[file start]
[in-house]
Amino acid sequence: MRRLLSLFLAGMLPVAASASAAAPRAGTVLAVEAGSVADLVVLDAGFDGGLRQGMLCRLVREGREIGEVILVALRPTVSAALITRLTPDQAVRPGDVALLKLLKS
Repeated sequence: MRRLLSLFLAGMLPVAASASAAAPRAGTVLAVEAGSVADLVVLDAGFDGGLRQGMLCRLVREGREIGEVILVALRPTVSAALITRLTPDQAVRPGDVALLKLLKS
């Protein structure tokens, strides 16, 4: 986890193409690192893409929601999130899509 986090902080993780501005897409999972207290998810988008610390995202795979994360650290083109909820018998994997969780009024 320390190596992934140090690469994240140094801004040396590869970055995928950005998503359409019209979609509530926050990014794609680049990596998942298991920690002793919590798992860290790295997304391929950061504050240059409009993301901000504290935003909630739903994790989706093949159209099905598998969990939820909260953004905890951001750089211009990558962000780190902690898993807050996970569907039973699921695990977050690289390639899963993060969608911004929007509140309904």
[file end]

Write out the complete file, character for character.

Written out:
[in-house]
Amino acid sequence: MRRLLSLFLAGMLPVAASASAAAPRAGTVLAVEAGSVADLVVLDAGFDGGLRQGMLCRLVREGREIGEVILVALRPTVSAALITRLTPDQAVRPGDVALLKLLKS
Repeated sequence: MRRLLSLFLAGMLPVAASASAAAPRAGTVLAVEAGSVADLVVLDAGFDGGLRQGMLCRLVREGREIGEVILVALRPTVSAALITRLTPDQAVRPGDVALLKLLKS
């Protein structure tokens, strides 16, 4: 986890193409690192893409929601999130899509 986090902080993780501005897409999972207290998810988008610390995202795979994360650290083109909820018998994997969780009024 320390190596992934140090690469994240140094801004040396590869970055995928950005998503359409019209979609509530926050990014794609680049990596998942298991920690002793919590798992860290790295997304391929950061504050240059409009993301901000504290935003909630739903994790989706093949159209099905598998969990939820909260953004905890951001750089211009990558962000780190902690898993807050996970569907039973699921695990977050690289390639899963993060969608911004929007509140309904």